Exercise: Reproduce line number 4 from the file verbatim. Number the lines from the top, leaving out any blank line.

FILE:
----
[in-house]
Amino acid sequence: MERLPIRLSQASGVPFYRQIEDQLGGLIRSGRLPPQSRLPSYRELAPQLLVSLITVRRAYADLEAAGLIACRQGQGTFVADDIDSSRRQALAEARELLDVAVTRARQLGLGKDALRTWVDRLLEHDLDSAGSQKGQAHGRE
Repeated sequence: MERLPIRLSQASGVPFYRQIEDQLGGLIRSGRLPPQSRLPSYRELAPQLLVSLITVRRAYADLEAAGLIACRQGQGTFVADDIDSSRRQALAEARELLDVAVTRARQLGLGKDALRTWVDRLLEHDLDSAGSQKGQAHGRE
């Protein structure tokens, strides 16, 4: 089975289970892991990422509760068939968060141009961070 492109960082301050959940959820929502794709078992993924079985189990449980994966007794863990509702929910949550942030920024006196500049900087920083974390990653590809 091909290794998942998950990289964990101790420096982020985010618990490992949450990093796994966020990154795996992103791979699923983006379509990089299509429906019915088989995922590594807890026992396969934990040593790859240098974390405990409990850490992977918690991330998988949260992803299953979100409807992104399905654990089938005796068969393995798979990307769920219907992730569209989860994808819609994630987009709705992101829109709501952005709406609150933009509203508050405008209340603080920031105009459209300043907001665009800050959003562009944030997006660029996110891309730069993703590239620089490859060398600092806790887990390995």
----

């Protein structure tokens, strides 16, 4: 089975289970892991990422509760068939968060141009961070 492109960082301050959940959820929502794709078992993924079985189990449980994966007794863990509702929910949550942030920024006196500049900087920083974390990653590809 091909290794998942998950990289964990101790420096982020985010618990490992949450990093796994966020990154795996992103791979699923983006379509990089299509429906019915088989995922590594807890026992396969934990040593790859240098974390405990409990850490992977918690991330998988949260992803299953979100409807992104399905654990089938005796068969393995798979990307769920219907992730569209989860994808819609994630987009709705992101829109709501952005709406609150933009509203508050405008209340603080920031105009459209300043907001665009800050959003562009944030997006660029996110891309730069993703590239620089490859060398600092806790887990390995």